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Aesop's Fables by  J. H. Stickney




LL day long a Fisherman had been toiling and had caught nothing.

"I will make one more effort," thought he, "and then I must go home."

He threw in his line, and soon drew up a very small perch.

The little Fish was terribly frightened when he found himself out of [45] water, and with a sharp hook sticking in his mouth; and he said to the Fisherman:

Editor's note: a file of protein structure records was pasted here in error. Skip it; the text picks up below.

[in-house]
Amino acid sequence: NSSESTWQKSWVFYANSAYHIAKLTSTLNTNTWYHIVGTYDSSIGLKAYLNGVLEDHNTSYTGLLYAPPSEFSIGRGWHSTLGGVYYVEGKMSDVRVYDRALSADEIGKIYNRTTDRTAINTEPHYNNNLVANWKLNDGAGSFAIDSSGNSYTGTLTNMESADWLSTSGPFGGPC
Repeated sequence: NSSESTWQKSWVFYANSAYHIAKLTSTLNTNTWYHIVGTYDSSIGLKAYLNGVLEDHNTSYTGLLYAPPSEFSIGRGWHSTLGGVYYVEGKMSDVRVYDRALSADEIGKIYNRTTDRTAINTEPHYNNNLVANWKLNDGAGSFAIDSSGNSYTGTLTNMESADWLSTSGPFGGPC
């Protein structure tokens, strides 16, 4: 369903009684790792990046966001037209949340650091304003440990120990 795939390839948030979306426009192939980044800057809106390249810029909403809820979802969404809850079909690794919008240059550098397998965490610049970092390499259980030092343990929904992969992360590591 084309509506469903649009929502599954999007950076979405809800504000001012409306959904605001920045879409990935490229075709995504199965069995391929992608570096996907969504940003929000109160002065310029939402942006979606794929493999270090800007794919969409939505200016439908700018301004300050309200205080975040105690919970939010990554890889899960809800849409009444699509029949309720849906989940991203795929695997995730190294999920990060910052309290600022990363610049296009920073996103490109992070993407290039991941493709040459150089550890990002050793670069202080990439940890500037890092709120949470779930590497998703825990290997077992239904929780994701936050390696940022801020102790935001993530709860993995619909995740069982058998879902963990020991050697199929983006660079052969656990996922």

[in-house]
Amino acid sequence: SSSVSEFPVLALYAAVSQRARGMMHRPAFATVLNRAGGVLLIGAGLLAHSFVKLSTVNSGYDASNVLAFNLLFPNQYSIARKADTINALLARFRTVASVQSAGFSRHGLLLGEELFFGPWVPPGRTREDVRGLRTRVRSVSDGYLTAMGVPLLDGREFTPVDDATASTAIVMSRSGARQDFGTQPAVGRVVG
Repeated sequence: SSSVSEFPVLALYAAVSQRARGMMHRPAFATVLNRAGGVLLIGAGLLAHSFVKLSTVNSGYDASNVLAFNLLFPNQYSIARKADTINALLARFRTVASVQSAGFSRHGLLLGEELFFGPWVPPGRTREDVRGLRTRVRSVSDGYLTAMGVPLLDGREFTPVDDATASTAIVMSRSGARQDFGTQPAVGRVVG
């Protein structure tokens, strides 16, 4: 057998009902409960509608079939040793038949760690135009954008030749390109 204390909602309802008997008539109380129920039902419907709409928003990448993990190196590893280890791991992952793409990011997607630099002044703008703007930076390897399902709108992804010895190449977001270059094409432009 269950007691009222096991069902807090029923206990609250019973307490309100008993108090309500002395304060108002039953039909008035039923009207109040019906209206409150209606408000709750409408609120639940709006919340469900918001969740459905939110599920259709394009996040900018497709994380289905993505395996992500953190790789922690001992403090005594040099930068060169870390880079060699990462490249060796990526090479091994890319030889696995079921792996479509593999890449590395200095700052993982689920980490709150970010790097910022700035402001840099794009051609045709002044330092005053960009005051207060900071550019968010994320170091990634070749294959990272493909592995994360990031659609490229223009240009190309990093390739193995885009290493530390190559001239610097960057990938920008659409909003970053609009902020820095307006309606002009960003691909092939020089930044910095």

"O sir, take pity upon me, and throw me into the water again! See what a little thing I am. I should not make one mouthful for you now; but if you leave me in the water, I shall grow large and stout, and then I shall be worth catching. You can make a dinner of me then, or sell me for a good price."

"Ah!" said the Fisherman, "it is true you are small, but I have you safely now. If I should throw you back, I might never catch you again. You are better than nothing. I will keep you"; and he put little Fish into his basket, and took him home with him.

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